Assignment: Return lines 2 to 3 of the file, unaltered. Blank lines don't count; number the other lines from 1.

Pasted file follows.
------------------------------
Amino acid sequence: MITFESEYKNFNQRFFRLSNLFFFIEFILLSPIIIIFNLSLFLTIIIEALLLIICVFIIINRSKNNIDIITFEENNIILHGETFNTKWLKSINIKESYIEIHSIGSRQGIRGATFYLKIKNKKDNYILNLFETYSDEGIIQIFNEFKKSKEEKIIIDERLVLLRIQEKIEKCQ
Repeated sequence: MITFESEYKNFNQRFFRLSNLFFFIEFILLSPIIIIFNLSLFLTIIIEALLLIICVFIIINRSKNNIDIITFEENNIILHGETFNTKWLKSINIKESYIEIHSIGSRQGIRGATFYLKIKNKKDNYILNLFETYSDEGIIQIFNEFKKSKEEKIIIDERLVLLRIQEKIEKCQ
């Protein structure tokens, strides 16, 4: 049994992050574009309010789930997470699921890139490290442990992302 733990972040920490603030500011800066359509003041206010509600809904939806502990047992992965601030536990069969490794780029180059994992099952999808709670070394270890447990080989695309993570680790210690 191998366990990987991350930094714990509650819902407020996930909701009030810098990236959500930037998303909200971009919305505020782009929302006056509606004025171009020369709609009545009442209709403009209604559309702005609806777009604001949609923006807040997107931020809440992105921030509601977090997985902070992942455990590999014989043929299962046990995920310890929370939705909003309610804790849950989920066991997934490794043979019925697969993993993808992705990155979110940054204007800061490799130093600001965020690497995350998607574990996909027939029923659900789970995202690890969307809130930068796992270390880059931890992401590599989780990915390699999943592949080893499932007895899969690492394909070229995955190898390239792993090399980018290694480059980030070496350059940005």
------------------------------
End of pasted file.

Repeated sequence: MITFESEYKNFNQRFFRLSNLFFFIEFILLSPIIIIFNLSLFLTIIIEALLLIICVFIIINRSKNNIDIITFEENNIILHGETFNTKWLKSINIKESYIEIHSIGSRQGIRGATFYLKIKNKKDNYILNLFETYSDEGIIQIFNEFKKSKEEKIIIDERLVLLRIQEKIEKCQ
């Protein structure tokens, strides 16, 4: 049994992050574009309010789930997470699921890139490290442990992302 733990972040920490603030500011800066359509003041206010509600809904939806502990047992992965601030536990069969490794780029180059994992099952999808709670070394270890447990080989695309993570680790210690 191998366990990987991350930094714990509650819902407020996930909701009030810098990236959500930037998303909200971009919305505020782009929302006056509606004025171009020369709609009545009442209709403009209604559309702005609806777009604001949609923006807040997107931020809440992105921030509601977090997985902070992942455990590999014989043929299962046990995920310890929370939705909003309610804790849950989920066991997934490794043979019925697969993993993808992705990155979110940054204007800061490799130093600001965020690497995350998607574990996909027939029923659900789970995202690890969307809130930068796992270390880059931890992401590599989780990915390699999943592949080893499932007895899969690492394909070229995955190898390239792993090399980018290694480059980030070496350059940005």